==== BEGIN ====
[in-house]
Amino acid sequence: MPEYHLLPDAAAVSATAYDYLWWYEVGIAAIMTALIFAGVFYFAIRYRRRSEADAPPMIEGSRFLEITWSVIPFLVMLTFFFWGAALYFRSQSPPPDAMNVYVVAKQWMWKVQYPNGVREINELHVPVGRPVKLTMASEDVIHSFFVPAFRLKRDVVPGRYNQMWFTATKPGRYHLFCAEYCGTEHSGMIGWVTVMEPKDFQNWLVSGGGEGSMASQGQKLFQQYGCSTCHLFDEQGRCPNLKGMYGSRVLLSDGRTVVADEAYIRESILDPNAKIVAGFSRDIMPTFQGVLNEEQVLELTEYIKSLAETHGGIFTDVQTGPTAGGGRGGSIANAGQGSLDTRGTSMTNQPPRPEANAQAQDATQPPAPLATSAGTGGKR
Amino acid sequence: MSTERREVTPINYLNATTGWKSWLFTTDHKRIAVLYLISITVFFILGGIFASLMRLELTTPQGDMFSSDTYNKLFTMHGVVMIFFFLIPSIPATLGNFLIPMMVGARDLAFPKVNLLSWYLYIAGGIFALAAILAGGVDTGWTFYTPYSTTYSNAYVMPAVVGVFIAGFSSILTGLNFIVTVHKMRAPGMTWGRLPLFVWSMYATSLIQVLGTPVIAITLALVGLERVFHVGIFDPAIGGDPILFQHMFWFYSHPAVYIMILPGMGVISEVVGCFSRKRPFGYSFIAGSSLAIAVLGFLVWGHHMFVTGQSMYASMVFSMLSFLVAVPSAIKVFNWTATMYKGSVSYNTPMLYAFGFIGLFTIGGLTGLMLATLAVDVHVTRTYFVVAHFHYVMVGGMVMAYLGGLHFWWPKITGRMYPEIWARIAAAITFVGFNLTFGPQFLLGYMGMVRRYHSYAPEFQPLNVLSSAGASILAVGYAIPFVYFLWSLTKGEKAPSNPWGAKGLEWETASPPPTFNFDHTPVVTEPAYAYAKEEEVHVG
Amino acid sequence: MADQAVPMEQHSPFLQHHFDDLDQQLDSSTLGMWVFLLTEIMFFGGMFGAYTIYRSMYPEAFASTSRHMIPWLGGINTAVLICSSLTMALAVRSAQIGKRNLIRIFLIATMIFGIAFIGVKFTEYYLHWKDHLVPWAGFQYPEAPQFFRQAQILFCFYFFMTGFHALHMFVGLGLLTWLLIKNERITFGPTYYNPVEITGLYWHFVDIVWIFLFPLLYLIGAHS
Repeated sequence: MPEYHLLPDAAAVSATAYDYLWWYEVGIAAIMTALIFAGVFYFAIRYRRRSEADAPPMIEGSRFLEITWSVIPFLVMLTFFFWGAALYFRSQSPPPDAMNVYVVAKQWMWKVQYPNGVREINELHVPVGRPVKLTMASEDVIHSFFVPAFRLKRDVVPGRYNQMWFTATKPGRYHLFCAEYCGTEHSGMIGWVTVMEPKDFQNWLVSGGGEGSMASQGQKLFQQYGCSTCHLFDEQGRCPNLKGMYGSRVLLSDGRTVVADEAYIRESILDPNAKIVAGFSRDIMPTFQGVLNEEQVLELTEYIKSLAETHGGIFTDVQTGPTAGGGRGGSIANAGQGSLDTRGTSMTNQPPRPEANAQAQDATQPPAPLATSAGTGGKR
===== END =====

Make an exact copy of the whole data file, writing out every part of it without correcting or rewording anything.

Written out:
[in-house]
Amino acid sequence: MPEYHLLPDAAAVSATAYDYLWWYEVGIAAIMTALIFAGVFYFAIRYRRRSEADAPPMIEGSRFLEITWSVIPFLVMLTFFFWGAALYFRSQSPPPDAMNVYVVAKQWMWKVQYPNGVREINELHVPVGRPVKLTMASEDVIHSFFVPAFRLKRDVVPGRYNQMWFTATKPGRYHLFCAEYCGTEHSGMIGWVTVMEPKDFQNWLVSGGGEGSMASQGQKLFQQYGCSTCHLFDEQGRCPNLKGMYGSRVLLSDGRTVVADEAYIRESILDPNAKIVAGFSRDIMPTFQGVLNEEQVLELTEYIKSLAETHGGIFTDVQTGPTAGGGRGGSIANAGQGSLDTRGTSMTNQPPRPEANAQAQDATQPPAPLATSAGTGGKR
Amino acid sequence: MSTERREVTPINYLNATTGWKSWLFTTDHKRIAVLYLISITVFFILGGIFASLMRLELTTPQGDMFSSDTYNKLFTMHGVVMIFFFLIPSIPATLGNFLIPMMVGARDLAFPKVNLLSWYLYIAGGIFALAAILAGGVDTGWTFYTPYSTTYSNAYVMPAVVGVFIAGFSSILTGLNFIVTVHKMRAPGMTWGRLPLFVWSMYATSLIQVLGTPVIAITLALVGLERVFHVGIFDPAIGGDPILFQHMFWFYSHPAVYIMILPGMGVISEVVGCFSRKRPFGYSFIAGSSLAIAVLGFLVWGHHMFVTGQSMYASMVFSMLSFLVAVPSAIKVFNWTATMYKGSVSYNTPMLYAFGFIGLFTIGGLTGLMLATLAVDVHVTRTYFVVAHFHYVMVGGMVMAYLGGLHFWWPKITGRMYPEIWARIAAAITFVGFNLTFGPQFLLGYMGMVRRYHSYAPEFQPLNVLSSAGASILAVGYAIPFVYFLWSLTKGEKAPSNPWGAKGLEWETASPPPTFNFDHTPVVTEPAYAYAKEEEVHVG
Amino acid sequence: MADQAVPMEQHSPFLQHHFDDLDQQLDSSTLGMWVFLLTEIMFFGGMFGAYTIYRSMYPEAFASTSRHMIPWLGGINTAVLICSSLTMALAVRSAQIGKRNLIRIFLIATMIFGIAFIGVKFTEYYLHWKDHLVPWAGFQYPEAPQFFRQAQILFCFYFFMTGFHALHMFVGLGLLTWLLIKNERITFGPTYYNPVEITGLYWHFVDIVWIFLFPLLYLIGAHS
Repeated sequence: MPEYHLLPDAAAVSATAYDYLWWYEVGIAAIMTALIFAGVFYFAIRYRRRSEADAPPMIEGSRFLEITWSVIPFLVMLTFFFWGAALYFRSQSPPPDAMNVYVVAKQWMWKVQYPNGVREINELHVPVGRPVKLTMASEDVIHSFFVPAFRLKRDVVPGRYNQMWFTATKPGRYHLFCAEYCGTEHSGMIGWVTVMEPKDFQNWLVSGGGEGSMASQGQKLFQQYGCSTCHLFDEQGRCPNLKGMYGSRVLLSDGRTVVADEAYIRESILDPNAKIVAGFSRDIMPTFQGVLNEEQVLELTEYIKSLAETHGGIFTDVQTGPTAGGGRGGSIANAGQGSLDTRGTSMTNQPPRPEANAQAQDATQPPAPLATSAGTGGKR